Located in Bokeelia, hidden behind a gate and trees, is one of Pine Island's best kept secrets. Pine Island Botanicals is a 4-acre residential farm that follows the principals of natural (organic) growing of tropical, sub-tropical exotic fruits; leafy Asian, lettuce, mustard greens; and vegetables year round.
Originally Pine Island Botanicals was a "traditional" organic farm with plants in the ground.
"We decided to try hydroponics because we were having bacterial problems, especially with the greens," Michael Wallace, owner of Pine Island Botanicals, said. "Now we are having fewer and fewer problems. If there is a bug problem you see it right away with the droppings on the white PVC.
Michael Wallace, owner of Pine Island Botanicals, works on the 4-acre residential farm.
"Hydroponics is the growing of plants in a mineral nutrient solution," Wallace said. "We started with 1 acres about 15 years ago growing orchids, bromeliads and lychees. Then we bought an additional 2 acres about 8 years ago giving us a total of 4 acres."
The simplicity of hydroponic farming is fascinating. It is a length of 4-inch PVC with 2-inch holes drilled in the top. A source for water, such as a barrel with a small fish tank pump, is connected at one end of the PVC. Small starter plants are placed in baskets that fit into the holes as water with added nutrients passes through the piping to provide water and nutrition to the plants. Then the water is returned to the original supply barrel.
Plants are started in separate trays and after sprouts begin to grow in about 10 days they are removed and dropped into little baskets into the PVC piping system. After that they are relatively maintenance free until they are harvested.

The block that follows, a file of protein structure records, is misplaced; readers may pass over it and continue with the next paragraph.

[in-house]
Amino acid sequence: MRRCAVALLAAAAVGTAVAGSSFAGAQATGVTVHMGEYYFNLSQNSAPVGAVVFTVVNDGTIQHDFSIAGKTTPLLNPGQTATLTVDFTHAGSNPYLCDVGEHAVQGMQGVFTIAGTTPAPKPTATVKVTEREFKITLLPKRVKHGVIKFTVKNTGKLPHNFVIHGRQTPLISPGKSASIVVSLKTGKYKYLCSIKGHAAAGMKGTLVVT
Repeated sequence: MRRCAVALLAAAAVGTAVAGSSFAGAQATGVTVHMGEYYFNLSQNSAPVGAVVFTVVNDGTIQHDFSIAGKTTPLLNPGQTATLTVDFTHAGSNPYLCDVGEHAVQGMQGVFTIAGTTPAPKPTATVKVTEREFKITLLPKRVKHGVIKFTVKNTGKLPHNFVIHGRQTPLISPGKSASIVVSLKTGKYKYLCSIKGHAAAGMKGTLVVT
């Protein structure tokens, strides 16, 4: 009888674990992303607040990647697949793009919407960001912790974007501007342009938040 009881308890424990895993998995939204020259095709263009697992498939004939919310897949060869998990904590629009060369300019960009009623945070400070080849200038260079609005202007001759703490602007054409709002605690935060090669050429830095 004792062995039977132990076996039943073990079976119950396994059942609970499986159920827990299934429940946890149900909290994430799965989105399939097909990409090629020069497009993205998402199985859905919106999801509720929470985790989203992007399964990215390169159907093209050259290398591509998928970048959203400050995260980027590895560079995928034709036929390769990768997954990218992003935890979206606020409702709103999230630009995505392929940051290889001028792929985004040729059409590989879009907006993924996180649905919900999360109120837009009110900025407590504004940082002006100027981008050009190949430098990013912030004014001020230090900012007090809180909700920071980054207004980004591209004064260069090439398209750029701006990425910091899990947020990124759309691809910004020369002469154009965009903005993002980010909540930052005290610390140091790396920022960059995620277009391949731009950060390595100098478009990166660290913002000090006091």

Wallace has two greenhouse enclosures each about 75 feet long and 20 feet wide, They are filled with almost 2 miles of 4 inch PVC sewer piping.
"When we first started it was a static system," Wallace said. "And we found that some plants would be real big at one end and real small at the other. So we installed a few pumps and that solved the problem of all the plants getting enough nutrients.
"The first greenhouse we built includes about 1 mile of 4-inch PVC and the second about 3/4 mile of PVC," Wallace said "The yield from this relatively small operation is 20,000 plants and this is basically a one-man operation - it is a full-time job but still a one-man operation. The second greenhouse is at 3/4 capacity but can handle one more row (approximately another quarter-mile of PVC) and it wouldn't increase my workload that much."
He went on to say, "In all we do 20 different types of salad greens and about 15 different types of mustard greens. Most of what we produce is destined for restaurants and the farmers markets. We do farmers markets every week: on Thursday we're at Centennial, Saturday at Cape Coral and Sunday on Sanibel.
"Some people are stuck on Romain and iceberg lettuce but there is so much more out there of a higher nutritional value and that's what we're trying to do," Wallace said. "We're producing the most nutritious product out there."
In the coming weeks and months Wallace will be adding new plants to his already extensive selection.
"I am constantly trying to push the envelope because I'm tired of going to the grocery store and seeing the same old thing," Wallace said. "I have 14 new mustards coming and 10 new greens coming from Japan.
"My goal is to have the local restaurants come in here and design their own signature salad. We are also branching off into herbs like basil, watercress and parsley and we're experimenting with tomatoes, kale, strawberries."
Occasionally Wallace is asked for a tour.
"I'm always asked about tours but I need a call first to arrange a time. This is my full-time job and that's my first priority. I will show everybody every aspect of how this works. One of the key components that will either result in success or failure is the nutrient combination added to the water," Wallace said."I am constantly tinkering with it for color, speed of growth and nutrient value. What I use is a secret but I will direct them to what nutrients are needed and then they balance out their own formula."
For additional information or for a tour contact, call Pine Island Botanicals, 12571 Aubrey Lane, Bokeelia; 239-222-9494; info@PineIsland-Botanicals.com